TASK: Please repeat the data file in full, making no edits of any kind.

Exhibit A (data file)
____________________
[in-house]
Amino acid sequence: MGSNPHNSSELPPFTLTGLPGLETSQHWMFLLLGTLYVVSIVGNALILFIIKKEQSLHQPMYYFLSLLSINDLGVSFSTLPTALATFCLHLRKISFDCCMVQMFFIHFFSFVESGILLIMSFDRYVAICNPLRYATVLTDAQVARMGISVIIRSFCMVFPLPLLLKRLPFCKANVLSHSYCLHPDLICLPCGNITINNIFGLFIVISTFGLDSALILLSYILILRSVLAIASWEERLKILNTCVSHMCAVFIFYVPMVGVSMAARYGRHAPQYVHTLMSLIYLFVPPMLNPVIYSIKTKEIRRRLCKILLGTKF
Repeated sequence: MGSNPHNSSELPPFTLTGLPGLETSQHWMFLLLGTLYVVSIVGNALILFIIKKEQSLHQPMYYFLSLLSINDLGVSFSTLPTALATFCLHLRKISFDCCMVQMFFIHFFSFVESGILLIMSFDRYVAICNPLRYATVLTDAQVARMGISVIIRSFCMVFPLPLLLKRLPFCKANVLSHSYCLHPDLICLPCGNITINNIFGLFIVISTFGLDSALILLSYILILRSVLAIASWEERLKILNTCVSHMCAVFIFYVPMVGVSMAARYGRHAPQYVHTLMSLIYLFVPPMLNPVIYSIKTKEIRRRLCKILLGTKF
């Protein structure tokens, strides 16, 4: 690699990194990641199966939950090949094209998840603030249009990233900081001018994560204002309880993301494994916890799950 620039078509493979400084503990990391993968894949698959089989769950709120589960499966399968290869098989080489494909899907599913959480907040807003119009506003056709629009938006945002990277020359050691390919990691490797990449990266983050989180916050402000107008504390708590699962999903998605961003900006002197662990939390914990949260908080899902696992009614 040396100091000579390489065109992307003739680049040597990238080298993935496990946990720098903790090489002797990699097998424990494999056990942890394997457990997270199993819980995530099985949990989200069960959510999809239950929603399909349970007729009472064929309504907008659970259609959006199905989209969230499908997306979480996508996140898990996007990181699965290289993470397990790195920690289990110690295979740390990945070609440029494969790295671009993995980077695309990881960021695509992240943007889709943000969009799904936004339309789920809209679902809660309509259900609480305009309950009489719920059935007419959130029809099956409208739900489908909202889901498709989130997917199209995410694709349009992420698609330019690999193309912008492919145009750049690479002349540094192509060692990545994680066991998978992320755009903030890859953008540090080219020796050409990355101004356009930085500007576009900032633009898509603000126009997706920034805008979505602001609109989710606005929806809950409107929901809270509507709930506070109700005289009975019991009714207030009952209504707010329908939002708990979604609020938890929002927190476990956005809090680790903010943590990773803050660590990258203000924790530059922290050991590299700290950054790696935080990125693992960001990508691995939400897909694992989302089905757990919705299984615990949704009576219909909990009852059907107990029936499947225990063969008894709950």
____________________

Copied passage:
[in-house]
Amino acid sequence: MGSNPHNSSELPPFTLTGLPGLETSQHWMFLLLGTLYVVSIVGNALILFIIKKEQSLHQPMYYFLSLLSINDLGVSFSTLPTALATFCLHLRKISFDCCMVQMFFIHFFSFVESGILLIMSFDRYVAICNPLRYATVLTDAQVARMGISVIIRSFCMVFPLPLLLKRLPFCKANVLSHSYCLHPDLICLPCGNITINNIFGLFIVISTFGLDSALILLSYILILRSVLAIASWEERLKILNTCVSHMCAVFIFYVPMVGVSMAARYGRHAPQYVHTLMSLIYLFVPPMLNPVIYSIKTKEIRRRLCKILLGTKF
Repeated sequence: MGSNPHNSSELPPFTLTGLPGLETSQHWMFLLLGTLYVVSIVGNALILFIIKKEQSLHQPMYYFLSLLSINDLGVSFSTLPTALATFCLHLRKISFDCCMVQMFFIHFFSFVESGILLIMSFDRYVAICNPLRYATVLTDAQVARMGISVIIRSFCMVFPLPLLLKRLPFCKANVLSHSYCLHPDLICLPCGNITINNIFGLFIVISTFGLDSALILLSYILILRSVLAIASWEERLKILNTCVSHMCAVFIFYVPMVGVSMAARYGRHAPQYVHTLMSLIYLFVPPMLNPVIYSIKTKEIRRRLCKILLGTKF
């Protein structure tokens, strides 16, 4: 690699990194990641199966939950090949094209998840603030249009990233900081001018994560204002309880993301494994916890799950 620039078509493979400084503990990391993968894949698959089989769950709120589960499966399968290869098989080489494909899907599913959480907040807003119009506003056709629009938006945002990277020359050691390919990691490797990449990266983050989180916050402000107008504390708590699962999903998605961003900006002197662990939390914990949260908080899902696992009614 040396100091000579390489065109992307003739680049040597990238080298993935496990946990720098903790090489002797990699097998424990494999056990942890394997457990997270199993819980995530099985949990989200069960959510999809239950929603399909349970007729009472064929309504907008659970259609959006199905989209969230499908997306979480996508996140898990996007990181699965290289993470397990790195920690289990110690295979740390990945070609440029494969790295671009993995980077695309990881960021695509992240943007889709943000969009799904936004339309789920809209679902809660309509259900609480305009309950009489719920059935007419959130029809099956409208739900489908909202889901498709989130997917199209995410694709349009992420698609330019690999193309912008492919145009750049690479002349540094192509060692990545994680066991998978992320755009903030890859953008540090080219020796050409990355101004356009930085500007576009900032633009898509603000126009997706920034805008979505602001609109989710606005929806809950409107929901809270509507709930506070109700005289009975019991009714207030009952209504707010329908939002708990979604609020938890929002927190476990956005809090680790903010943590990773803050660590990258203000924790530059922290050991590299700290950054790696935080990125693992960001990508691995939400897909694992989302089905757990919705299984615990949704009576219909909990009852059907107990029936499947225990063969008894709950």